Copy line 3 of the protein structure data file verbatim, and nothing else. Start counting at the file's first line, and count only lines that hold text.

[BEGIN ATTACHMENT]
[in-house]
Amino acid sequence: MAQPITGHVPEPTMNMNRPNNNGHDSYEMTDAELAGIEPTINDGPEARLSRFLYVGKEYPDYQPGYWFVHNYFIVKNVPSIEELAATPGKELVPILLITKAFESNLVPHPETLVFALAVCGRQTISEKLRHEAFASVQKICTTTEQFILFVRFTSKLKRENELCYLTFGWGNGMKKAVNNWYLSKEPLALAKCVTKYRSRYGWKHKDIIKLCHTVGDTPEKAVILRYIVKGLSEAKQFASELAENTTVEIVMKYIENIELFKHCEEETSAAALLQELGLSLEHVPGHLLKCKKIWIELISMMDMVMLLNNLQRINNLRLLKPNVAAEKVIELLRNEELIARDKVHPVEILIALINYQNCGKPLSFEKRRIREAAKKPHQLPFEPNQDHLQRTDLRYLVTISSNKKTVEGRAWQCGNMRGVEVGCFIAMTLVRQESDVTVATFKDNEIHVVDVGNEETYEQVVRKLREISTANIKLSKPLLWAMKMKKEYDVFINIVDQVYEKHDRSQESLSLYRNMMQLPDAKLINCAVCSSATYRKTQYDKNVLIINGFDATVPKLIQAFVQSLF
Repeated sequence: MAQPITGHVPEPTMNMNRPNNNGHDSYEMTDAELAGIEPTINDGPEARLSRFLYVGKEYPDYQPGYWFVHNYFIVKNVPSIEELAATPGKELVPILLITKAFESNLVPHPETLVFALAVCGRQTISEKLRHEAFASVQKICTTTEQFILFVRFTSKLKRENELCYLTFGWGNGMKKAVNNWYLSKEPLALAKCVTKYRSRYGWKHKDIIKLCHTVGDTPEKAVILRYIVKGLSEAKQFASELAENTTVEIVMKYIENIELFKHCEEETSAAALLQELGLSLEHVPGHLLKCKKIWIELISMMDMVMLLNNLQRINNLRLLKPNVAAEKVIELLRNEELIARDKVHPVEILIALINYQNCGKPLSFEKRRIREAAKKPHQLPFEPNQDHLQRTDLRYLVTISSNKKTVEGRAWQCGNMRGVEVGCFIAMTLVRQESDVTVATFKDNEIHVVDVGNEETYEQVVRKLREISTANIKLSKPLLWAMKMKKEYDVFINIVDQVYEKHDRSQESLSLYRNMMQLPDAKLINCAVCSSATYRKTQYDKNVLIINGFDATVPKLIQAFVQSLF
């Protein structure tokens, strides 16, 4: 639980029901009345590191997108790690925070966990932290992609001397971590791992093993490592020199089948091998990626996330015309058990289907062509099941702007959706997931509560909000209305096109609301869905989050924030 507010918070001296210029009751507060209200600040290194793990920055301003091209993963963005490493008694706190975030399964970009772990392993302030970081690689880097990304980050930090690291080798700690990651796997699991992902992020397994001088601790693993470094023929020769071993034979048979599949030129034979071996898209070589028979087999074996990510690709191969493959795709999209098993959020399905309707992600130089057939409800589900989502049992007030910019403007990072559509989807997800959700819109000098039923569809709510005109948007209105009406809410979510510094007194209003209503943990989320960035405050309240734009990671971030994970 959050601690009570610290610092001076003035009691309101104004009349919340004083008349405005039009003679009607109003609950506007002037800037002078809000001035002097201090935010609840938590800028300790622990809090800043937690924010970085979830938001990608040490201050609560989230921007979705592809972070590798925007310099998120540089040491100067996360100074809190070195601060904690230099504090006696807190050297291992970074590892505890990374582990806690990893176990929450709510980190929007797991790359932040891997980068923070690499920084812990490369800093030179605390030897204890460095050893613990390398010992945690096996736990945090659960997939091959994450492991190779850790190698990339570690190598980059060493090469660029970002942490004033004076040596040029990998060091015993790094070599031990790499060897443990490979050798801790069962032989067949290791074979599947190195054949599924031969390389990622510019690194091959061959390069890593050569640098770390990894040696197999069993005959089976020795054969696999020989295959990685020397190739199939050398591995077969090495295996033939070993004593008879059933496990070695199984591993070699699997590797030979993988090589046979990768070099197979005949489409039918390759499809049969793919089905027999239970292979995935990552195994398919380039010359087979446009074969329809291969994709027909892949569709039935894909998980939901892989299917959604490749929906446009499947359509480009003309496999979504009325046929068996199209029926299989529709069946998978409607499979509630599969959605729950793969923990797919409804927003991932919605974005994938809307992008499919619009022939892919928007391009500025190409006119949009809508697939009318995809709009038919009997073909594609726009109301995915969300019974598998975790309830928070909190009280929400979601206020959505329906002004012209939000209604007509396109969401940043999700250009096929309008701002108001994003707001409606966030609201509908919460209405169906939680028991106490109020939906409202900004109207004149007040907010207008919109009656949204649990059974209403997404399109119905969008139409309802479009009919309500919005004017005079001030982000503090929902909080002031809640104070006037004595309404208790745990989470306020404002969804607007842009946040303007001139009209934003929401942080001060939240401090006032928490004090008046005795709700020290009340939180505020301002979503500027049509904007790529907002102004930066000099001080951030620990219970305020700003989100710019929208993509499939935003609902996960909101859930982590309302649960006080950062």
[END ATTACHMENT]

Repeated sequence: MAQPITGHVPEPTMNMNRPNNNGHDSYEMTDAELAGIEPTINDGPEARLSRFLYVGKEYPDYQPGYWFVHNYFIVKNVPSIEELAATPGKELVPILLITKAFESNLVPHPETLVFALAVCGRQTISEKLRHEAFASVQKICTTTEQFILFVRFTSKLKRENELCYLTFGWGNGMKKAVNNWYLSKEPLALAKCVTKYRSRYGWKHKDIIKLCHTVGDTPEKAVILRYIVKGLSEAKQFASELAENTTVEIVMKYIENIELFKHCEEETSAAALLQELGLSLEHVPGHLLKCKKIWIELISMMDMVMLLNNLQRINNLRLLKPNVAAEKVIELLRNEELIARDKVHPVEILIALINYQNCGKPLSFEKRRIREAAKKPHQLPFEPNQDHLQRTDLRYLVTISSNKKTVEGRAWQCGNMRGVEVGCFIAMTLVRQESDVTVATFKDNEIHVVDVGNEETYEQVVRKLREISTANIKLSKPLLWAMKMKKEYDVFINIVDQVYEKHDRSQESLSLYRNMMQLPDAKLINCAVCSSATYRKTQYDKNVLIINGFDATVPKLIQAFVQSLF